These two techniques make a long flashback stand out.  A shorter one is better incorporated into the scene in which it appears.   Writers often do a quick tense change from past perfect (He had thought about it long and hard) to regular past tense to describe what is happening in the flashback (His hands trembled as he cocked the gun) and back to past perfect (It had been his defining moment) to indicate the transition back to the current events of the story.

He plants several things and waters them with hints more than once, but holds revelation back until their significance can be both realized and utilized in the battle for survival.  We think we know.  We’re dying to see if we’re on the right track.  Wisely, Koontz doesn’t explain everything but lets us find out as we go along.  A classic suspense technique, it holds reader attention and allows for character development as Cubby’s situation changes.

The supporting characters in Relentless are very cool; they have everything the pursued family needs when they need it.  This seems very convenient, but most thrillers require a suspension of disbelief the same way horror, fantasy or sci-fi does.  Scenes where the protagonists find or learn sophisticated survival techniques without any help would make the book too long.  This genre is all about fast pacing.  Certain things have to happen at the right time for the heroes to escape or win a battle.  It’s better if they can pick up what they need as they go along, like characters in a video game.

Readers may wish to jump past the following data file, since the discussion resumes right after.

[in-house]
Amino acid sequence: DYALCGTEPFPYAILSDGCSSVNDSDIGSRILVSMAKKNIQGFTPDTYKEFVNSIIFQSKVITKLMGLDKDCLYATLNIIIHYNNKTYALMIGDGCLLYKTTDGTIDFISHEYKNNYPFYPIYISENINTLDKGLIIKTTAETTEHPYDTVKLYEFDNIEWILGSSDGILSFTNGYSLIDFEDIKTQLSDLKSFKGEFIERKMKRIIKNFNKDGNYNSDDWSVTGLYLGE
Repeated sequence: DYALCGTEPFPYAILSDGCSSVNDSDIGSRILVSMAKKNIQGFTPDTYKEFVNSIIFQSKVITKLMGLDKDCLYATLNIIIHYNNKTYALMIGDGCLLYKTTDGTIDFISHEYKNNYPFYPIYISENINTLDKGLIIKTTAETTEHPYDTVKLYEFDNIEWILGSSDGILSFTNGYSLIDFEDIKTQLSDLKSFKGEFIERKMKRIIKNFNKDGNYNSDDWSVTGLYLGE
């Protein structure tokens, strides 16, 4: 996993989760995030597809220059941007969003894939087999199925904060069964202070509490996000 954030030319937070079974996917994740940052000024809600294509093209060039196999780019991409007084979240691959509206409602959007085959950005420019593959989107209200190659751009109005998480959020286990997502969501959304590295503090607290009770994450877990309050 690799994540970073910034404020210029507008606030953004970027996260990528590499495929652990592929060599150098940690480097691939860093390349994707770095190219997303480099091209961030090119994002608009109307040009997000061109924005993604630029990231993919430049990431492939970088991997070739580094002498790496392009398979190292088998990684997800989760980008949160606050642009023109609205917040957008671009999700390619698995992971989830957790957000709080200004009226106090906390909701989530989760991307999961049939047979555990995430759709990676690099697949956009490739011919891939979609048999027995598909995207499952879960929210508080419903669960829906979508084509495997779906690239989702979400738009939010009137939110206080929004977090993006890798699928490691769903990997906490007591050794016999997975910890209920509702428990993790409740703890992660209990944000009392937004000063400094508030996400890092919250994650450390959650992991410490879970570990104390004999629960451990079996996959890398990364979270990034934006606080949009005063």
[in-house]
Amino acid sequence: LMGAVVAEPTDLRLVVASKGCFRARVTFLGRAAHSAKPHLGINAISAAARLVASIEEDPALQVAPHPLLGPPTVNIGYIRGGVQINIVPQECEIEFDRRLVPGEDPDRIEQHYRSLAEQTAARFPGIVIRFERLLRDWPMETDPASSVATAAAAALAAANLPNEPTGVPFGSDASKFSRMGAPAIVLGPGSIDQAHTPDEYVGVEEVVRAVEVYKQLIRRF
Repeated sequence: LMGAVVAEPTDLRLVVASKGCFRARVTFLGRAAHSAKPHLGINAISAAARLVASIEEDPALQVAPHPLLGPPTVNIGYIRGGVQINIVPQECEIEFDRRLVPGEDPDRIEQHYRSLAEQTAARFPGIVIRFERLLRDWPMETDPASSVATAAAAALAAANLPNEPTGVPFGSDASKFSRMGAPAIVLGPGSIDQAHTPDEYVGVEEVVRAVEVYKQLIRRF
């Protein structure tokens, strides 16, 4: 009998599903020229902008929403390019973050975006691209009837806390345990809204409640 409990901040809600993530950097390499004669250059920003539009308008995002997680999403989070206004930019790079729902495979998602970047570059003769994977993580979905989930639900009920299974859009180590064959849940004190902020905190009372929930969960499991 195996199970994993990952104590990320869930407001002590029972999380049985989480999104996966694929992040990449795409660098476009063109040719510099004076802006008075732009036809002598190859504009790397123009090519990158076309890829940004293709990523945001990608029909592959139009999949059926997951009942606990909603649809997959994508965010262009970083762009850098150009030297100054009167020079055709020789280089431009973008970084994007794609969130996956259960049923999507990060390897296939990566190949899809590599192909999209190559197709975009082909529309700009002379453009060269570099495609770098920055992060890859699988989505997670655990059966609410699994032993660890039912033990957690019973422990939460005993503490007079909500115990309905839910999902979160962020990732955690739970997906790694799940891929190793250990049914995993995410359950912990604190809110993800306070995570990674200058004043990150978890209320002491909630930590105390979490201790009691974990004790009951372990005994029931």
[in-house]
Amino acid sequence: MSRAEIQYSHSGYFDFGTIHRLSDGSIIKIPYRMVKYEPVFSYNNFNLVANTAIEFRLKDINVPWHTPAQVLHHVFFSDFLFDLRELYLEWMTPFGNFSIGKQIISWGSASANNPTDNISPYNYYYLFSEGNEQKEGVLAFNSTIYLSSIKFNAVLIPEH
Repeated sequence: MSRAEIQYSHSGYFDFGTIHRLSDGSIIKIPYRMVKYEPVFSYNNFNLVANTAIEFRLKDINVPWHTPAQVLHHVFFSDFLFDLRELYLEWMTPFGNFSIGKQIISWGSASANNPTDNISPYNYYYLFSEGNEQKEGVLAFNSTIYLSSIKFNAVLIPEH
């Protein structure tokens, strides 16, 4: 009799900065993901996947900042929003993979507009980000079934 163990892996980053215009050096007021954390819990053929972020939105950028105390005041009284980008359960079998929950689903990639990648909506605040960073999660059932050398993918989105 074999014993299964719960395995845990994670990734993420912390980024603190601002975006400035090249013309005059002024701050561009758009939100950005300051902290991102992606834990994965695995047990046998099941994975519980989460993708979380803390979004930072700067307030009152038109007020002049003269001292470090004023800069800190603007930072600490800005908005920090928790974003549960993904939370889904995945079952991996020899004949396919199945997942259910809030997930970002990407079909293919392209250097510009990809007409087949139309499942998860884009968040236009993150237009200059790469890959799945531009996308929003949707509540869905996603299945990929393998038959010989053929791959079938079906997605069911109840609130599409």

Koontz uses one device I don’t like, foreshadowing at the end of a chapter:  “And we didn’t know then about the bad thing in the future.” Dan Brown gets criticized for this a lot.  Personally, I find this device irritating; I’d much rather get to the bad thing and be surprised.  Also, if I’ve gotten more than halfway through a book, chances are I’m going to finish.  The writer doesn’t have to be so obvious about manipulating me to turn the page.

A sociopathic villain chasing the protagonist has been done before.  TONS of times.  But Koontz has found a fresh twist here.  So easy to do it the other way around; most writers would have the writer chasing the critic who gave him a bad review.  Koontz turned it upside down.  This is a great way to get a fresh perspective on a story.  Since most or all stories are variations on the same few premises, it’s a good exercise to use.

Sometimes you won’t find a twist this way, but you will find a more effective perspective on a scene or a whole book.  For example, if you’re retelling a classic conflict such as an abusive marriage, switch sexes on the characters.  Have the wife beating the husband (it happens, really).  Change the POV to a supporting character, like Nick in The Great Gatsby, or the servant girl in Mary Reilly (a retelling of Dr. Jekyll and Mr. Hyde).  Have that character tell the story instead, his/her insights or misunderstandings driving the narrative.

I liked this book.  I recommend it even if you’re not a Koontz fan.  When I really get into a book, either I read it in two days or drag it out forever, depending on the length.  This was a two-day book, not too long and not too short.  It’s a good read for budding and experienced thriller writers and readers alike.  Enjoy it if you get the chance.